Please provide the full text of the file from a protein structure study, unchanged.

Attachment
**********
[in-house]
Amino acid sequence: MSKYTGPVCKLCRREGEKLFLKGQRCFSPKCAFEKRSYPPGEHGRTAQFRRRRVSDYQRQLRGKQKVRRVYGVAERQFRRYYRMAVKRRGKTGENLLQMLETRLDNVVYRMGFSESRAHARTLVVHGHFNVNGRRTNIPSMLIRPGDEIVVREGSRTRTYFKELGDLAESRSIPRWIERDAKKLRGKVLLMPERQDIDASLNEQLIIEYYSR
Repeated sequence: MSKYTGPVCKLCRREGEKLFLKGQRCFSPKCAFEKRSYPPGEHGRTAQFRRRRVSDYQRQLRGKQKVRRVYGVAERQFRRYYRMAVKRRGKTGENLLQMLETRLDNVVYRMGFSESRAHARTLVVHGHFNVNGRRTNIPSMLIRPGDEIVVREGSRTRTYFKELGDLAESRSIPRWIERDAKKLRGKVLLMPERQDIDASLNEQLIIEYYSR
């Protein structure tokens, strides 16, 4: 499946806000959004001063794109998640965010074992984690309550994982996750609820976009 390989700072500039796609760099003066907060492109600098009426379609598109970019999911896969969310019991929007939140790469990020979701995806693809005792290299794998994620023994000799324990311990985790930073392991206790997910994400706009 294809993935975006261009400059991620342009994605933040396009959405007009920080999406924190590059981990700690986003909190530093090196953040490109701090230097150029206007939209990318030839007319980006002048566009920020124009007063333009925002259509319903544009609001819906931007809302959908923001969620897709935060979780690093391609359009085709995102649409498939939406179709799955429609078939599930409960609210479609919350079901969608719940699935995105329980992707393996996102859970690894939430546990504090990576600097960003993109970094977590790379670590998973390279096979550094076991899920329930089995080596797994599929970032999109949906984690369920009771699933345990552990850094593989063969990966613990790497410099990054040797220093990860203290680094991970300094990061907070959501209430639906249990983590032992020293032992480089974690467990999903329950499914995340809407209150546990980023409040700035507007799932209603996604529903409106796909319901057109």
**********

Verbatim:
[in-house]
Amino acid sequence: MSKYTGPVCKLCRREGEKLFLKGQRCFSPKCAFEKRSYPPGEHGRTAQFRRRRVSDYQRQLRGKQKVRRVYGVAERQFRRYYRMAVKRRGKTGENLLQMLETRLDNVVYRMGFSESRAHARTLVVHGHFNVNGRRTNIPSMLIRPGDEIVVREGSRTRTYFKELGDLAESRSIPRWIERDAKKLRGKVLLMPERQDIDASLNEQLIIEYYSR
Repeated sequence: MSKYTGPVCKLCRREGEKLFLKGQRCFSPKCAFEKRSYPPGEHGRTAQFRRRRVSDYQRQLRGKQKVRRVYGVAERQFRRYYRMAVKRRGKTGENLLQMLETRLDNVVYRMGFSESRAHARTLVVHGHFNVNGRRTNIPSMLIRPGDEIVVREGSRTRTYFKELGDLAESRSIPRWIERDAKKLRGKVLLMPERQDIDASLNEQLIIEYYSR
């Protein structure tokens, strides 16, 4: 499946806000959004001063794109998640965010074992984690309550994982996750609820976009 390989700072500039796609760099003066907060492109600098009426379609598109970019999911896969969310019991929007939140790469990020979701995806693809005792290299794998994620023994000799324990311990985790930073392991206790997910994400706009 294809993935975006261009400059991620342009994605933040396009959405007009920080999406924190590059981990700690986003909190530093090196953040490109701090230097150029206007939209990318030839007319980006002048566009920020124009007063333009925002259509319903544009609001819906931007809302959908923001969620897709935060979780690093391609359009085709995102649409498939939406179709799955429609078939599930409960609210479609919350079901969608719940699935995105329980992707393996996102859970690894939430546990504090990576600097960003993109970094977590790379670590998973390279096979550094076991899920329930089995080596797994599929970032999109949906984690369920009771699933345990552990850094593989063969990966613990790497410099990054040797220093990860203290680094991970300094990061907070959501209430639906249990983590032992020293032992480089974690467990999903329950499914995340809407209150546990980023409040700035507007799932209603996604529903409106796909319901057109």